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Related to sally: sally forth

Aunt Sally

Something or someone set up as the object of criticism, derision, or as an easily defeated opposing opinion (i.e., a straw man). Named after a game where sticks or balls are thrown at a clay or wooden head (the Aunt Sally). Primarily heard in UK. I hate hanging out with that crowd, they always aim their jokes at me like I'm an Aunt Sally. My opponent's representation of me is nothing but an Aunt Sally; he refuses to debate me on my true position and instead attacks a fictitious one from afar!
See also: aunt, sally


A particularly tall, thin woman or girl. I know it's crazy, but anytime he goes out on his own or with his friends, I have this irrational anxiety that some long-tall-Sally is going to catch his eye and steal him away from me. I was always a long-tall-Sally as a kid, which I think intimidated some of the boys in my class.

Please Excuse My Dear Aunt Sally

A mnemonic device used in mathematics for remembering the order of operations when calculating an equation: Parentheses, Exponents, Multiplication and Division, Addition and Subtraction. If you find yourself getting confused about whether to square the value before you divide while solving for X and Y, just remember the phrase "Please Excuse My Dear Aunt Sally." A: "I know the answer! X equals 75!" B: "You forgot about Please Excuse My Dear Aunt Sally—you didn't multiply the two values before subtracting them from the third."
See also: aunt, dear, excuse, please, sally

sally fairy ann

obsolete slang It doesn't matter. Used as an expression of cynical resignation to or acceptance of a current state of affairs, especially one that had gone wrong to some degree. An English corruption of the French phrase ça ne fait rien, it became a catchphrase of British troops fighting in France during World War I. A: "The supply drop never arrived. It looks like we're eating potatoes again for the next week." B: "It bloody figures. Ah well, sally fairy ann."
See also: ann, fairy, sally

sally forth

1. To leap out and rush forward very suddenly. We're waiting for some cover fire before we sally forth. The cat hunched behind the sofa in wait, then sallied forth to catch the mouse.
2. To set out, as on some journey, trip, excursion, etc. I spent the week getting everything in order before sallying forth to Europe. As hard as it may be, all parents should urge their children to sally forth to different parts of the country or the world after they finish grade school.
See also: forth, sally
Farlex Dictionary of Idioms. © 2015 Farlex, Inc, all rights reserved.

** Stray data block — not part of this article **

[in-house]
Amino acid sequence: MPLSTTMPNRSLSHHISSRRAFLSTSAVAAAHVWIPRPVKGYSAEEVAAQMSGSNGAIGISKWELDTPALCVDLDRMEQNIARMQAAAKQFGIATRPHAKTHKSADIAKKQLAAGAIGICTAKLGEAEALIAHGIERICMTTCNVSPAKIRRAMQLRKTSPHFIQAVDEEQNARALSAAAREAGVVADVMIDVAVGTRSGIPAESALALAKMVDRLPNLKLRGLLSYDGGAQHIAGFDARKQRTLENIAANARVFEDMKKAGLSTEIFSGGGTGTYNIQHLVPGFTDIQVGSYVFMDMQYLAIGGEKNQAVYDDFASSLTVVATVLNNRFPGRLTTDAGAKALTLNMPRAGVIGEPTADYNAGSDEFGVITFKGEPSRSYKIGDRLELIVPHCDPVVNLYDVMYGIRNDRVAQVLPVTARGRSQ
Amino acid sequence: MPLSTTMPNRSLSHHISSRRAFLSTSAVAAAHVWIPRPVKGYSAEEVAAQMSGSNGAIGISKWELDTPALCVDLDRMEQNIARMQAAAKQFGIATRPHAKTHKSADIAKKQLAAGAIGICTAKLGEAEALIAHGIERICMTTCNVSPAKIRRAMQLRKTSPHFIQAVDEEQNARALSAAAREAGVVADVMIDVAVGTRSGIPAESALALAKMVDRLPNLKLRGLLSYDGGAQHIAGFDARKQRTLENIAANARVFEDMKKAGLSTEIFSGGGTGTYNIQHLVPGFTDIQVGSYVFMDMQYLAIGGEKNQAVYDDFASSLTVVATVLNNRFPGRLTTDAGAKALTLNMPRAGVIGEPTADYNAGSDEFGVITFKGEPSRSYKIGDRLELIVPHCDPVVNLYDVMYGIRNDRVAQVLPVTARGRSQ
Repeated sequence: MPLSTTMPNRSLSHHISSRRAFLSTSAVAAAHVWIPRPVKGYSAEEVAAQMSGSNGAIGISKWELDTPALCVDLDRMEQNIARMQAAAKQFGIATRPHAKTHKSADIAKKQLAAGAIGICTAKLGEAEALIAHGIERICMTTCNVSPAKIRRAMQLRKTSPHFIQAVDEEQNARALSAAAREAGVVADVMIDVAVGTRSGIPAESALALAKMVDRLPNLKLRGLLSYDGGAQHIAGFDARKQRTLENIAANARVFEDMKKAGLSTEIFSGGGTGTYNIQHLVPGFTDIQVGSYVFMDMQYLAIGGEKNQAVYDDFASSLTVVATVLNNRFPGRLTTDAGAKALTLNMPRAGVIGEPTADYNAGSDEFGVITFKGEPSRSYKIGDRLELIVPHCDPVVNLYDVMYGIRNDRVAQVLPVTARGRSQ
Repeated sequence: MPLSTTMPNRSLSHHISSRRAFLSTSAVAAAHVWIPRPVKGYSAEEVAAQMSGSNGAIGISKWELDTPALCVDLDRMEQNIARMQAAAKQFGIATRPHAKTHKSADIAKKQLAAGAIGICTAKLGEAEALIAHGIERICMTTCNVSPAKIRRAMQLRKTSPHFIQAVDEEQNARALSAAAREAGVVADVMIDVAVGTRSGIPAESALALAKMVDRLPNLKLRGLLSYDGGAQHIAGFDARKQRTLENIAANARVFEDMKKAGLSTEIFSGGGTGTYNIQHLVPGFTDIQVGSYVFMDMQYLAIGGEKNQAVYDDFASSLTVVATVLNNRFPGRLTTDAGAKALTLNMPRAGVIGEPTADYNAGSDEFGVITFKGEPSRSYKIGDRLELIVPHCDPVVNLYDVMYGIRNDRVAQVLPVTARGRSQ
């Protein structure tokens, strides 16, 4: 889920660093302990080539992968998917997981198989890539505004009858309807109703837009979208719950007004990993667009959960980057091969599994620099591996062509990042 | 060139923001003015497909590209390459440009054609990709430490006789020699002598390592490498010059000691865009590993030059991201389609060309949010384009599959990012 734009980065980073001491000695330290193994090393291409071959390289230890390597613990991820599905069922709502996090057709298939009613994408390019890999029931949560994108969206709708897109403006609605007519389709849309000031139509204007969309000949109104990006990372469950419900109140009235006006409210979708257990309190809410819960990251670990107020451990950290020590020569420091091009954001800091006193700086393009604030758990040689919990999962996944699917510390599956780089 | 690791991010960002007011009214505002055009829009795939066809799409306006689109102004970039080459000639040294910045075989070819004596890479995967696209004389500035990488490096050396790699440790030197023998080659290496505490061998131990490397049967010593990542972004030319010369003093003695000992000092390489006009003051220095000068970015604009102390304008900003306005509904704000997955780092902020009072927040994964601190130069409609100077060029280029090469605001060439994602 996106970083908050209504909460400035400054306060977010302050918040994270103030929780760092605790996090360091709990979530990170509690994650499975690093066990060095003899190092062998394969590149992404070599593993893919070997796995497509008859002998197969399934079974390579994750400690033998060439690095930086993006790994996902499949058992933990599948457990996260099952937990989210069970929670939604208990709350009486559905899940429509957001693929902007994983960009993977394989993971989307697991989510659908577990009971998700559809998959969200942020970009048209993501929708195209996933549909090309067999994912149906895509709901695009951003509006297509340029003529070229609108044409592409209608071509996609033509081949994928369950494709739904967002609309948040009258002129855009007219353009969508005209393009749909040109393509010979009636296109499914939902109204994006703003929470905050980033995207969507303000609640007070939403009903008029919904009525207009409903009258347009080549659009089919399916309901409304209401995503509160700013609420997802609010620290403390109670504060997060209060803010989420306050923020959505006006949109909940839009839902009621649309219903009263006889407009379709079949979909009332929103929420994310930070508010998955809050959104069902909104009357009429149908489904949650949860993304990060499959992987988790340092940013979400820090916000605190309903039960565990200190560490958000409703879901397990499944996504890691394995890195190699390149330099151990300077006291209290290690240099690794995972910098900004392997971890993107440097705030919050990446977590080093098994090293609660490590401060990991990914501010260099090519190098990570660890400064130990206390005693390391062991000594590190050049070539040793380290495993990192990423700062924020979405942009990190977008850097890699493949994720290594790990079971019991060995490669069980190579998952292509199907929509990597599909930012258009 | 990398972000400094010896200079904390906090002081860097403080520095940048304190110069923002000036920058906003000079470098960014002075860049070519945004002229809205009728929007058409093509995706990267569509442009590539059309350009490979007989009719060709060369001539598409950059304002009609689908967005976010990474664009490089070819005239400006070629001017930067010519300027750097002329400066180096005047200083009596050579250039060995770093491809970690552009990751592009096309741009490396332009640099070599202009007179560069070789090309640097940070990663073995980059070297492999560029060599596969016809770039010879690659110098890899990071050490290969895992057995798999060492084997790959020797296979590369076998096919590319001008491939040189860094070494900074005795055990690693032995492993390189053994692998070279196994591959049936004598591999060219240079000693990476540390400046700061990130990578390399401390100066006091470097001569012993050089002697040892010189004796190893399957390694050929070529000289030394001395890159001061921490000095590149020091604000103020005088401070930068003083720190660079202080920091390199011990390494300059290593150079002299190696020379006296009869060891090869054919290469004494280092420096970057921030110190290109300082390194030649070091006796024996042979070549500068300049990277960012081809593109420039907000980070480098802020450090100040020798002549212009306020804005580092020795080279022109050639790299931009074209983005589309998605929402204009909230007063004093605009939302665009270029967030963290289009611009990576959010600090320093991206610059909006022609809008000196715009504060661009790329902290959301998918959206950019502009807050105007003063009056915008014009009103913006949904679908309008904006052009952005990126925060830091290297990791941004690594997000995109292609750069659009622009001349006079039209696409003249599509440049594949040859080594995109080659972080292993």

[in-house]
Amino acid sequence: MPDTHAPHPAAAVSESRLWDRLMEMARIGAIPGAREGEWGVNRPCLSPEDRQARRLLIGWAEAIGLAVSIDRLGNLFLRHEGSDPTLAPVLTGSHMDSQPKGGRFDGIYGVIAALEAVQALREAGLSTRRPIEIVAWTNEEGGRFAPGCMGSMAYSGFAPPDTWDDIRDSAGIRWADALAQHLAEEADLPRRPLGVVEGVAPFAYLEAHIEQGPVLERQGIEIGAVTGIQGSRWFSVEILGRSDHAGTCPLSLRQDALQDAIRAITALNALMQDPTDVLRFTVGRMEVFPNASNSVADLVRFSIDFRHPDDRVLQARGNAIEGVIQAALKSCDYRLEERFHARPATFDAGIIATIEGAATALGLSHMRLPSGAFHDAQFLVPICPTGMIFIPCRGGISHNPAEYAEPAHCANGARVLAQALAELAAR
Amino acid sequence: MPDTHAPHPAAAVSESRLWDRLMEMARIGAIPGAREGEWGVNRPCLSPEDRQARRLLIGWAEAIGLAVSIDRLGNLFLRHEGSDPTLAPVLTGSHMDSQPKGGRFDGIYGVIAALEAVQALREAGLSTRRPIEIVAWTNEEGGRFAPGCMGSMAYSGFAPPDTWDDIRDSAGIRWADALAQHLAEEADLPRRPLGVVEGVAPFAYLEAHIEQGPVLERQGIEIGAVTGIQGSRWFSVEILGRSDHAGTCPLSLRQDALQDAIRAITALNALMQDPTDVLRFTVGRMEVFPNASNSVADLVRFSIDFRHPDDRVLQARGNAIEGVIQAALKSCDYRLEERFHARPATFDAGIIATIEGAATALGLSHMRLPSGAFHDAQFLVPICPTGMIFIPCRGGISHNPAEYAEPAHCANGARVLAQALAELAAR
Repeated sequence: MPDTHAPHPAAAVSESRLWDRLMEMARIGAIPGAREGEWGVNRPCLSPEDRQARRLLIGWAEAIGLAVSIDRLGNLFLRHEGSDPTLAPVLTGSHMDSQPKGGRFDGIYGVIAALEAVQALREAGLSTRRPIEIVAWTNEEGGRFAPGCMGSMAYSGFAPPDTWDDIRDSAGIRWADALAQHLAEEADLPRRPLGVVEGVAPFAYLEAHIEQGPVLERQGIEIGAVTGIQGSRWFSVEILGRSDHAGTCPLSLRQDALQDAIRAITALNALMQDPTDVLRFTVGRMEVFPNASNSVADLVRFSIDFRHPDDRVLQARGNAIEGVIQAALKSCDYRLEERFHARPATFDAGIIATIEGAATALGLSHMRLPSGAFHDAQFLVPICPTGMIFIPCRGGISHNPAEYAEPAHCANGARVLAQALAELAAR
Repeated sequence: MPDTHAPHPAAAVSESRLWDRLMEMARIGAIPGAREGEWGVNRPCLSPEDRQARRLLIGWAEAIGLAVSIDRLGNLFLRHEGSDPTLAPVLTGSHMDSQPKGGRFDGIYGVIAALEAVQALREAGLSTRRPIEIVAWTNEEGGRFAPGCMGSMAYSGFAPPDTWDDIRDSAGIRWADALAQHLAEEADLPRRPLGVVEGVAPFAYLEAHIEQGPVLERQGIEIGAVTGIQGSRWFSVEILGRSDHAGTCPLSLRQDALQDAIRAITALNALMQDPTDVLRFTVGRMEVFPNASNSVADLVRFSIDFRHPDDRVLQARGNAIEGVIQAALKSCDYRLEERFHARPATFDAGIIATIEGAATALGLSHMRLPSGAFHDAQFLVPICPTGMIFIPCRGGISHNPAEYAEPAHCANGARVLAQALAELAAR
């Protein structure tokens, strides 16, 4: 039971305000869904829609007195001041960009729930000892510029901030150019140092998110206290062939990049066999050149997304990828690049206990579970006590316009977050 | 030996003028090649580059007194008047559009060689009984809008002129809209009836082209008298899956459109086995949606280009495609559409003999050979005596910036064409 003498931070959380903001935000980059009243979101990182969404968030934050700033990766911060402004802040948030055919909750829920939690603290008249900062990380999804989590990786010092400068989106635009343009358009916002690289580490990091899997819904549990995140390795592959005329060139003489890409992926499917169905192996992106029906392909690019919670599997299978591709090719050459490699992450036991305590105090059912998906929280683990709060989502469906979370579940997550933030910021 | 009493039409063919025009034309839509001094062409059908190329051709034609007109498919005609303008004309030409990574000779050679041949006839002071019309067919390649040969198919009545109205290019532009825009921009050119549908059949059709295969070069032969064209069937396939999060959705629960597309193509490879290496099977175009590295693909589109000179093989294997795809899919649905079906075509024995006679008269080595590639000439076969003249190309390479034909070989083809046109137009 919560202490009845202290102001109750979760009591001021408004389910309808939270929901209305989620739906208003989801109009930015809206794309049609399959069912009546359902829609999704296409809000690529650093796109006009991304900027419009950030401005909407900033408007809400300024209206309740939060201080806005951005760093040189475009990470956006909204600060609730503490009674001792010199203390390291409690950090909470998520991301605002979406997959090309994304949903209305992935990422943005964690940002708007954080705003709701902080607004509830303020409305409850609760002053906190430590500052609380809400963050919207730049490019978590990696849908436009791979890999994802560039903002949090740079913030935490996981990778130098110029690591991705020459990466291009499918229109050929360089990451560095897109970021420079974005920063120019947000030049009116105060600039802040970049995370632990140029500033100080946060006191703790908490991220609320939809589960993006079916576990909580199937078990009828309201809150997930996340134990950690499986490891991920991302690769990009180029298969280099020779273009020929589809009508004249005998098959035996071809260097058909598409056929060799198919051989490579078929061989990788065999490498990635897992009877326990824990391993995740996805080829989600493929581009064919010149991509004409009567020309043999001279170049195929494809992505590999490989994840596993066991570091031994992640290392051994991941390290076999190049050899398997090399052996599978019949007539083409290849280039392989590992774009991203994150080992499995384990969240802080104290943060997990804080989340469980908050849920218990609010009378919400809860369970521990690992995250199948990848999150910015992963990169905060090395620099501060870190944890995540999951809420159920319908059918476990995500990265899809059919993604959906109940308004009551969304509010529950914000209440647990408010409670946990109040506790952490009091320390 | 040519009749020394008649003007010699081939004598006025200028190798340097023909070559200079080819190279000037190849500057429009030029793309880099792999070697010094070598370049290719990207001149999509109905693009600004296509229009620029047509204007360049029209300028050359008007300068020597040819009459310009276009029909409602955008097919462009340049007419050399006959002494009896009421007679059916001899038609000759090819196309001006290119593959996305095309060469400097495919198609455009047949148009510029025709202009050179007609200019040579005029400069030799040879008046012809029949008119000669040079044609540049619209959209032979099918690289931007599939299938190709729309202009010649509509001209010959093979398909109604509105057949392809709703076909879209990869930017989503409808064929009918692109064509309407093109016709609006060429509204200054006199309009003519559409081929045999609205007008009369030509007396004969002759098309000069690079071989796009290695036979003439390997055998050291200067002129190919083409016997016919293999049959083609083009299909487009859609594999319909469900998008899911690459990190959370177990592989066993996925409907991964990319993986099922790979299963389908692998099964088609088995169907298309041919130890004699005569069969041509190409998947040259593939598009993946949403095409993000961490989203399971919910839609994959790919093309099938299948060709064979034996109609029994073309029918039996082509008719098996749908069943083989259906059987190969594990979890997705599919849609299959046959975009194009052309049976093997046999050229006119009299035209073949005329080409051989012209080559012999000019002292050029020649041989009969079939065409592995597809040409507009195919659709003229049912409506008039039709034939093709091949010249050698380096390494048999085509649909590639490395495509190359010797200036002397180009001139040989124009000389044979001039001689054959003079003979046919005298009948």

sally forth

to go forth; to leave and go out. The soldiers sallied forth from behind the stone wall. Well, it's time to sally forth and drive to work.
See also: forth, sally
McGraw-Hill Dictionary of American Idioms and Phrasal Verbs. © 2002 by The McGraw-Hill Companies, Inc.


n. a tall girl or woman. Isn’t she a gorgeous long-tall-Sally?
McGraw-Hill's Dictionary of American Slang and Colloquial Expressions Copyright © 2006 by The McGraw-Hill Companies, Inc. All rights reserved.
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References in classic literature ?
As none of us could get out alone, we resolved to lower Sally from the window, for she was light and small, and very smart.
"I am sorry to say I was one of the ringleaders; and as soon as we got up stairs, produced the rope provided for the purpose, and invited Sally to be lowered.
"Sally had been bribed by promises of as many 'goodies' as she could eat, and being a regular madcap, she was ready for anything.
"For half an hour we lay laughing and whispering, as we waited for the signal from Sally. At last we heard a cricket chirp shrilly under the window, and flying up, saw a little figure below in the twilight.
'Hold your nonsense, Mr Quilp, do,' returned Miss Sally, with a grim smile.
If Mr Quilp spoke figuratively, and meant to imply that the air breathed by Miss Sally Brass was sweetened and rarefied by that dainty creature, he had doubtless good reason for what he said.
'Mr Swiveller,' said Quilp, 'being pretty well accustomed to the agricultural pursuits of sowing wild oats, Miss Sally, prudently considers that half a loaf is better than no bread.
'Miss Sally will teach him law, the delightful study of the law,' said Quilp; 'she'll be his guide, his friend, his companion, his Blackstone, his Coke upon Littleton, his Young Lawyer's Best Companion.'
He tried to make this side of the question clear to Sally, but failed signally.
That touch of panic which she could not wholly repress, the panic that comes to everyone when a situation has run away with them like a strange, unmanageable machine, infused a shade too much of the defiant into Sally's manner.
They passed into a second field, and as they did so Sally's heart gave a leap.
He stepped quickly to Sally's side, and the next moment he had swung her off her feet and kissed her.
"You'll call when you're ready for cheese," said Sally impassively.
Sally brought in Cheddar cheese, and Athelny went on with his fluent conversation.
Pullet began to give elaborate directions to Sally how to guard the premises from serious injury in the course of removing the dirt.